No one doubts that governments largely subsist by taxing whatever they can get their hands on - indeed, the United States came into being precisely because of a State-side "crowd mutiny" against an egregious instance of taxation by the British Parliament (legislators all) - The Stamp Act of 1765. You might expect some kind of a "learning curve" about this topic to have emerged among modern legislators, but apparently not in California.
Let us take an example of one of the provisions of this bill from LawUpdates.com:
"In general, an out-of-state retailer must have sufficient business presence (also known as “nexus”) in order to be required to collect and remit the tax. Under current law, a retailer is considered “engaged in business in this state” and required to collect the California use tax on sales made to California consumers when it maintains storage or warehousing facilities in the state or it has a representative or independent contractor operating in this state for the purpose of selling, delivering, installing, assembling, or the taking of orders for the tangible personal property."To the surprise of no one, LawUpdates.com notes that:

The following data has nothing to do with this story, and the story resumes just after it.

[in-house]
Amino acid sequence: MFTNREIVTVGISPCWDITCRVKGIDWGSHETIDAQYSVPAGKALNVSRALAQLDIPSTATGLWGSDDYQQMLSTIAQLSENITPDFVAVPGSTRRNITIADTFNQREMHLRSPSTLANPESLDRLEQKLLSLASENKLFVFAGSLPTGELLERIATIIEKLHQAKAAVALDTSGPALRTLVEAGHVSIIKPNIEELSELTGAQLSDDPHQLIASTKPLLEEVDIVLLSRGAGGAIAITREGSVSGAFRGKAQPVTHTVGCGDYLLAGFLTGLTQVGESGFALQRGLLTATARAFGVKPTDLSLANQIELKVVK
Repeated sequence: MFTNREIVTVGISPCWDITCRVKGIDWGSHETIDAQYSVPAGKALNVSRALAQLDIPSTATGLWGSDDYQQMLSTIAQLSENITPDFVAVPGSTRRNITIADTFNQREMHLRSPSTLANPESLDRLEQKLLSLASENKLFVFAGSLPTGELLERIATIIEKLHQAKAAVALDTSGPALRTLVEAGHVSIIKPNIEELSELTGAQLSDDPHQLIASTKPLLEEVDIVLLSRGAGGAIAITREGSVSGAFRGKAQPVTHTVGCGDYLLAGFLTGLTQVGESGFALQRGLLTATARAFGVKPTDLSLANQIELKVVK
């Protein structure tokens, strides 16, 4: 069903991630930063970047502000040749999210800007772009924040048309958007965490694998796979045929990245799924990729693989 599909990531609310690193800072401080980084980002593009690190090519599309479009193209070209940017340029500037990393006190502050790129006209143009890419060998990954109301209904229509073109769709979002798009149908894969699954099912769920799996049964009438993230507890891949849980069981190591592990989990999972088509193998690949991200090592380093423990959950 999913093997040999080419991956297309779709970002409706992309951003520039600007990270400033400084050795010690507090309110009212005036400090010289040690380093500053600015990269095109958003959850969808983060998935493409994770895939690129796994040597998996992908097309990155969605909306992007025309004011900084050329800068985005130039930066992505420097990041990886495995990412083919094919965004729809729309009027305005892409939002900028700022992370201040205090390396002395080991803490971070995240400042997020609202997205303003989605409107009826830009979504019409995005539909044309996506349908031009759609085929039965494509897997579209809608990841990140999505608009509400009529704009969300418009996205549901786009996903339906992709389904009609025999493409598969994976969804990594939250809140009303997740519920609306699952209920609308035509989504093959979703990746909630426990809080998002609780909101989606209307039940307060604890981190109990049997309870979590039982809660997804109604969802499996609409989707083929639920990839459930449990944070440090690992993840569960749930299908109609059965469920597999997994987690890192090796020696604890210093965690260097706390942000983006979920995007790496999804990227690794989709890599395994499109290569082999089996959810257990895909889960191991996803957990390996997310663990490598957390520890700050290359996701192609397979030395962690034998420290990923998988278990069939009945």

"The CA Senate in its legislative analysis found that a contentious issue in sales and use tax administration relates to the extent to which a state may compel an out-of-state retailer to collect use taxes from its in-state customers. The issue is of considerable importance because, although Californians are required to self-report out-of-state purchases for use in this state, the compliance rate is very low."A law like that might be called stupidity personified, but we will limit ourselves to calling it a slimy contradiction to the general principle that the Internet should not be subject to taxation: